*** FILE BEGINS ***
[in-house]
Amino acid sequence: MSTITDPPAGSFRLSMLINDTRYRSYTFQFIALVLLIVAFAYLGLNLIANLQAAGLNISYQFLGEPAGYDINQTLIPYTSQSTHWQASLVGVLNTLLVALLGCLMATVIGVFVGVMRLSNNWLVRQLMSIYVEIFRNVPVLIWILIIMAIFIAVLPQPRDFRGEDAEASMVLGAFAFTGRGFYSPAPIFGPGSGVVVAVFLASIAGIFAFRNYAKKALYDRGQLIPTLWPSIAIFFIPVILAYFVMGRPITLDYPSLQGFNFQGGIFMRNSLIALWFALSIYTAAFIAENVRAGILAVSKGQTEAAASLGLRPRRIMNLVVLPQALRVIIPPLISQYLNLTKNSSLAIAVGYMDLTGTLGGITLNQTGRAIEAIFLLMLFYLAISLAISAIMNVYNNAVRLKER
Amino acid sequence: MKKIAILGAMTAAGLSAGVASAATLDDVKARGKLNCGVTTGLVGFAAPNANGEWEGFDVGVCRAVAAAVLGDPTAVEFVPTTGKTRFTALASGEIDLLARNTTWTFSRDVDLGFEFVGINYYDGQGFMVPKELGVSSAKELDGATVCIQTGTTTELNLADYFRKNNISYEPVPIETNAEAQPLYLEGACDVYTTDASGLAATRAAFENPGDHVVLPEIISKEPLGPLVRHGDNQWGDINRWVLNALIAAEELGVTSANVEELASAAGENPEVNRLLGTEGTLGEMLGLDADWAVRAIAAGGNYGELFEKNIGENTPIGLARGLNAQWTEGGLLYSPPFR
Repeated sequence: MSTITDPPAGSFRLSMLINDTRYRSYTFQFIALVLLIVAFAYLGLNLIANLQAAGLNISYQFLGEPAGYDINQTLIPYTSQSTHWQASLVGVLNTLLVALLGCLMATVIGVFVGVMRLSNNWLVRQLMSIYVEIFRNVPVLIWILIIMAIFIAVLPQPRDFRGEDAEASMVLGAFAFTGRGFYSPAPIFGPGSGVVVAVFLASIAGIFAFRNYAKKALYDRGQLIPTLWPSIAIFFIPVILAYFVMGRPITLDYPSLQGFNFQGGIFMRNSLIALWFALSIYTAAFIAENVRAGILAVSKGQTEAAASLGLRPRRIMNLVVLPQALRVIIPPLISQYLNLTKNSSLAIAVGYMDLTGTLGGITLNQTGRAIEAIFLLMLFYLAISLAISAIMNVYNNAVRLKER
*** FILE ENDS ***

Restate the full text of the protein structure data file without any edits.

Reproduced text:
[in-house]
Amino acid sequence: MSTITDPPAGSFRLSMLINDTRYRSYTFQFIALVLLIVAFAYLGLNLIANLQAAGLNISYQFLGEPAGYDINQTLIPYTSQSTHWQASLVGVLNTLLVALLGCLMATVIGVFVGVMRLSNNWLVRQLMSIYVEIFRNVPVLIWILIIMAIFIAVLPQPRDFRGEDAEASMVLGAFAFTGRGFYSPAPIFGPGSGVVVAVFLASIAGIFAFRNYAKKALYDRGQLIPTLWPSIAIFFIPVILAYFVMGRPITLDYPSLQGFNFQGGIFMRNSLIALWFALSIYTAAFIAENVRAGILAVSKGQTEAAASLGLRPRRIMNLVVLPQALRVIIPPLISQYLNLTKNSSLAIAVGYMDLTGTLGGITLNQTGRAIEAIFLLMLFYLAISLAISAIMNVYNNAVRLKER
Amino acid sequence: MKKIAILGAMTAAGLSAGVASAATLDDVKARGKLNCGVTTGLVGFAAPNANGEWEGFDVGVCRAVAAAVLGDPTAVEFVPTTGKTRFTALASGEIDLLARNTTWTFSRDVDLGFEFVGINYYDGQGFMVPKELGVSSAKELDGATVCIQTGTTTELNLADYFRKNNISYEPVPIETNAEAQPLYLEGACDVYTTDASGLAATRAAFENPGDHVVLPEIISKEPLGPLVRHGDNQWGDINRWVLNALIAAEELGVTSANVEELASAAGENPEVNRLLGTEGTLGEMLGLDADWAVRAIAAGGNYGELFEKNIGENTPIGLARGLNAQWTEGGLLYSPPFR
Repeated sequence: MSTITDPPAGSFRLSMLINDTRYRSYTFQFIALVLLIVAFAYLGLNLIANLQAAGLNISYQFLGEPAGYDINQTLIPYTSQSTHWQASLVGVLNTLLVALLGCLMATVIGVFVGVMRLSNNWLVRQLMSIYVEIFRNVPVLIWILIIMAIFIAVLPQPRDFRGEDAEASMVLGAFAFTGRGFYSPAPIFGPGSGVVVAVFLASIAGIFAFRNYAKKALYDRGQLIPTLWPSIAIFFIPVILAYFVMGRPITLDYPSLQGFNFQGGIFMRNSLIALWFALSIYTAAFIAENVRAGILAVSKGQTEAAASLGLRPRRIMNLVVLPQALRVIIPPLISQYLNLTKNSSLAIAVGYMDLTGTLGGITLNQTGRAIEAIFLLMLFYLAISLAISAIMNVYNNAVRLKER